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Just a Little Bit Better - 'Electrofuels' Could Play a Role in Decarbonizing Transportation

Pretty much everywhere you look, there’s a focus on decarbonizing the global economy, and a lot of those discussions start with the transportation sector. It generated 27% of U.S. greenhouse gas (GHG) emissions in 2020, putting it at the top of the list, just ahead of power generation and industrial production; combined, the three sectors account for more than three-quarters of the nation’s GHG emissions. For personal transportation, most of the attention has been on electric vehicles (EVs), but since the commercial transportation sector is largely powered by diesel and jet fuel, the push for decarbonization in trucking, air travel, and shipping has largely focused on ways to produce alternative fuels that reduce GHGs. Among those are ultra-low-carbon fuels called electrofuels, also referred to as eFuels, synthetic fuels, or Power-to-Liquids (PtL). In today’s RBN blog, we explain what eFuels are and how they compare to other alternatives, how they are produced, and what opportunity there might be to make a dent in the consumption of traditional transportation fuels.

We explored many alternative fuels and the government policies that support them, such as California’s Low Carbon Fuel Standard (LCFS), in our seven-part Come Clean series. These alternatives include ethanol, a biofuel found in virtually all of the gasoline purchased in the U.S.; biodiesel, another biofuel that is produced from a variety of feedstocks, including corn oil, soybean oil, animal fats, and used cooking oil; renewable diesel (RD), a biomass-based fuel that can be used in diesel engines or as home heating oil; and sustainable aviation fuel (SAF), which is also made from renewable feedstocks and is a substitute for jet fuel.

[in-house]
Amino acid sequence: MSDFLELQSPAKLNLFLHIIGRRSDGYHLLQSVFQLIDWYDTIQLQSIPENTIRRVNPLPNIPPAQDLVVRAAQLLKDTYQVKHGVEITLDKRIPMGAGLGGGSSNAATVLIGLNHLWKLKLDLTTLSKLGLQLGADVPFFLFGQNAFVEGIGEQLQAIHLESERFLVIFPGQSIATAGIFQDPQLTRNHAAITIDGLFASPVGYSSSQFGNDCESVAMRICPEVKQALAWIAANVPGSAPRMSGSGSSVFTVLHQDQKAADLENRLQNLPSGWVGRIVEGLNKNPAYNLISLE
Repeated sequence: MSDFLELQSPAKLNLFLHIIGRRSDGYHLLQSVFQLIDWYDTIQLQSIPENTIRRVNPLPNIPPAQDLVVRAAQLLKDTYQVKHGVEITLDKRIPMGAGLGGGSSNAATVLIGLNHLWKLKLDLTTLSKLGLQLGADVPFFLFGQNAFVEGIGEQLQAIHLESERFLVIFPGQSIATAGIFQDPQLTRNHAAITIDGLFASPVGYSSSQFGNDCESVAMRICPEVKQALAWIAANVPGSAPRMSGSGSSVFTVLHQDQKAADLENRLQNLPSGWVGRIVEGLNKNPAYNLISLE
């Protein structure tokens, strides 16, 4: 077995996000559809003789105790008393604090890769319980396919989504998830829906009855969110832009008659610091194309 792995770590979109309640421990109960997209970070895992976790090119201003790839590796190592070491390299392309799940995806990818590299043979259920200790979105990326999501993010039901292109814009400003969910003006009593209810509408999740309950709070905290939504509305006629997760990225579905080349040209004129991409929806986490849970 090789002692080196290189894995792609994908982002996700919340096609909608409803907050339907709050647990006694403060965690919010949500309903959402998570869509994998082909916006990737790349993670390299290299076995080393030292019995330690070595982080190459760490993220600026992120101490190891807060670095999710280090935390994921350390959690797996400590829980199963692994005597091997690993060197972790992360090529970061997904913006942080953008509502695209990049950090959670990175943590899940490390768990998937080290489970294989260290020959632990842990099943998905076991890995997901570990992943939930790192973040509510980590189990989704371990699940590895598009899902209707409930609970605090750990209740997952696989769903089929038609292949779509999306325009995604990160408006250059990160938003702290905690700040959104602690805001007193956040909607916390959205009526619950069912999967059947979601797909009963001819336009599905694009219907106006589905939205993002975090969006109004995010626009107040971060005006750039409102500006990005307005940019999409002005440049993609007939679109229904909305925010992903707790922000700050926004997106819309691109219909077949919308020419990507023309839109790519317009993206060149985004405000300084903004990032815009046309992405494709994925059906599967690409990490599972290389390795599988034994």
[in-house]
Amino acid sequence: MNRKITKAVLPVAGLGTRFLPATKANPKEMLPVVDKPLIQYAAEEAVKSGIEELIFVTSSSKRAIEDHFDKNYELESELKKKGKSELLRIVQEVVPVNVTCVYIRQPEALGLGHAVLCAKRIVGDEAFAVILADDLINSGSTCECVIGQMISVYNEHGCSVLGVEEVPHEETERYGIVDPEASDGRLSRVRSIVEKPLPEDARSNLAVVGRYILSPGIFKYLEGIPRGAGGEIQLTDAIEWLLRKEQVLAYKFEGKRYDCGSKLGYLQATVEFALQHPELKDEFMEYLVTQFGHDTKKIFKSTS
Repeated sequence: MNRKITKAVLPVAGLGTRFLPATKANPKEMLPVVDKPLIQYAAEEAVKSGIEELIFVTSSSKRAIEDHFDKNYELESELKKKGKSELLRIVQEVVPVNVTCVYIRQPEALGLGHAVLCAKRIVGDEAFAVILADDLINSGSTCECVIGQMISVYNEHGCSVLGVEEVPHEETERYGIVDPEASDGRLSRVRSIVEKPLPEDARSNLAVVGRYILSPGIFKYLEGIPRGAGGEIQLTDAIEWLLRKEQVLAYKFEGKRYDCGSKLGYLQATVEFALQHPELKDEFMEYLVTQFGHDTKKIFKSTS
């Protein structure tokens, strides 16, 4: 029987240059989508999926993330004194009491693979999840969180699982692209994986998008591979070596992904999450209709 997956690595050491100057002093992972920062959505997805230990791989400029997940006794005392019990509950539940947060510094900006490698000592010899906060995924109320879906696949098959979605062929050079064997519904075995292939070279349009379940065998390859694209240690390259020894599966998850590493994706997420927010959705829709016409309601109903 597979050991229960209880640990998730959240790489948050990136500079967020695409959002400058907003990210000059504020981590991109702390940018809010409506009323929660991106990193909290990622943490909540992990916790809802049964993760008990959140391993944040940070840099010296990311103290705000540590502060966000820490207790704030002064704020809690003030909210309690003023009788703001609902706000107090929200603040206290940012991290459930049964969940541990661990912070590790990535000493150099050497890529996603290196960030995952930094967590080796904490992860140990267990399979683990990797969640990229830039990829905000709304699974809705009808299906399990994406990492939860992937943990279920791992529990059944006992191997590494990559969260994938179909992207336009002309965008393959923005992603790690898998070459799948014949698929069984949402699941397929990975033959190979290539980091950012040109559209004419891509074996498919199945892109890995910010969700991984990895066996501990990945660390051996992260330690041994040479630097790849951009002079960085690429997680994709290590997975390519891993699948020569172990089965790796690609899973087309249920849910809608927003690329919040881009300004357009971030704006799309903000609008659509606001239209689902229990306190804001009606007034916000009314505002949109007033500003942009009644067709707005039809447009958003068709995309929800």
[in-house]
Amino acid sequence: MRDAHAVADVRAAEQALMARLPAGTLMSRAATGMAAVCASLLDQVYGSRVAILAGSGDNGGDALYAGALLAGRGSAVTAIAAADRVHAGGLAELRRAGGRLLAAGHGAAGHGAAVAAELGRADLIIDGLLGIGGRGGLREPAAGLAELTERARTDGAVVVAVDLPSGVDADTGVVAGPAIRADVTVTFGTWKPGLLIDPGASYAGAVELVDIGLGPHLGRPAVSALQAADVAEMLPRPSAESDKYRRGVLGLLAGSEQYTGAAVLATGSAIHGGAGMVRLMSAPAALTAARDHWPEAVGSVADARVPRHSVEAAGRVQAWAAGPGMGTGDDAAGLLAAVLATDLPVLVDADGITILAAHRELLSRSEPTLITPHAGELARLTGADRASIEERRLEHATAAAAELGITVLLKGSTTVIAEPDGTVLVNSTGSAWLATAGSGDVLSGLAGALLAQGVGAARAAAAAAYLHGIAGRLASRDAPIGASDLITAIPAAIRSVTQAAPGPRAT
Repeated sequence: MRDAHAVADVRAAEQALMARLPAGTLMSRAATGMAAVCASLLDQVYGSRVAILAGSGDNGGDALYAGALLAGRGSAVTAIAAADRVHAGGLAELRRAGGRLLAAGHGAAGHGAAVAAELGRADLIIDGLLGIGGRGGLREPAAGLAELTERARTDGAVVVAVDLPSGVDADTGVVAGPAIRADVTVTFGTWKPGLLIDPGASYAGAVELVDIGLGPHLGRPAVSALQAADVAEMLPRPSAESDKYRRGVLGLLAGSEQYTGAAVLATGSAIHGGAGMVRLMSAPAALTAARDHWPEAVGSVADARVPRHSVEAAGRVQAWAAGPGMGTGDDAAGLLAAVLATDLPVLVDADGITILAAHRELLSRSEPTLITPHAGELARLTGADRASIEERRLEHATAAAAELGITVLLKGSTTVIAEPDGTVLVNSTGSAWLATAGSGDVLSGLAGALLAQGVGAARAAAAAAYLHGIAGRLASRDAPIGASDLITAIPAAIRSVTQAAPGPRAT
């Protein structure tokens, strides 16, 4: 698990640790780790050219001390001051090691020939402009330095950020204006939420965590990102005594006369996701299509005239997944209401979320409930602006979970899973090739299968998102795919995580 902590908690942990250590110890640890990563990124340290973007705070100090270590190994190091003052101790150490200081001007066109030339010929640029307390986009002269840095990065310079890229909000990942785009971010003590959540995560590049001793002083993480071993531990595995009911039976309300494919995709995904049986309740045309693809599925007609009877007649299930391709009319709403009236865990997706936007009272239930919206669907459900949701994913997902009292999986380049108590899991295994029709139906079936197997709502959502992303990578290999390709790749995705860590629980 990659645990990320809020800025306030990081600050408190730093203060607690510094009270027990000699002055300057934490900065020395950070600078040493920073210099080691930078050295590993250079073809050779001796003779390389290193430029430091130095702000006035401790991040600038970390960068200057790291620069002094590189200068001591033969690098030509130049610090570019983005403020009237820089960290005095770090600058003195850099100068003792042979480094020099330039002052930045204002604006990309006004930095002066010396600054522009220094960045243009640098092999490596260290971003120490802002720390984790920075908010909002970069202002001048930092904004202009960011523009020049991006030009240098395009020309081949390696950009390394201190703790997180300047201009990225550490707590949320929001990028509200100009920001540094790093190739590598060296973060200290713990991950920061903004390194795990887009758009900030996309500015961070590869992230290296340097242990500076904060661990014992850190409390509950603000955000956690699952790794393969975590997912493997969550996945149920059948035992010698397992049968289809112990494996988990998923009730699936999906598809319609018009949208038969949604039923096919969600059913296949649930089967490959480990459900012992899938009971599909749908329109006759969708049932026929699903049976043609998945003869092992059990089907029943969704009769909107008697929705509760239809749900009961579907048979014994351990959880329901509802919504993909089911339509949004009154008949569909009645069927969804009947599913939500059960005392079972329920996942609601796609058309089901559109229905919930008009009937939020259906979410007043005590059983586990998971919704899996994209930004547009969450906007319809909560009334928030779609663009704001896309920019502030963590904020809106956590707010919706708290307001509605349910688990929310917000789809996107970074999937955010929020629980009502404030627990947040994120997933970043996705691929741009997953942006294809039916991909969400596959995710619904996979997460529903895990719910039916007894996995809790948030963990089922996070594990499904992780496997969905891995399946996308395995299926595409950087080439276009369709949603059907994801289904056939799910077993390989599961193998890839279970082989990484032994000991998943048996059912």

While producing alternative fuels may help make the transportation sector greener, it’s important to remember that their production is driven by the significant financial incentives in place to produce fuels with a low carbon intensity (CI), either through California’s LCFS or the federal Clean Fuel Production Credit (CFPC) — also known as 45Z — which was created as part of the Inflation Reduction Act (IRA). There are two components to the new credit (which does not come into effect until 2025), a base credit and an emissions factor, the latter of which takes into account a fuel’s lifecycle GHG emissions rate, which is comparable to its CI score. In essence, the lower a fuel’s emissions rate, the higher the credit. As we noted in our Thunderstruck series, producers of RD and SAF stand to benefit from the IRA’s passage. The IRA also creates some complications for production processes that include captured carbon dioxide (CO2; more on that in a bit).

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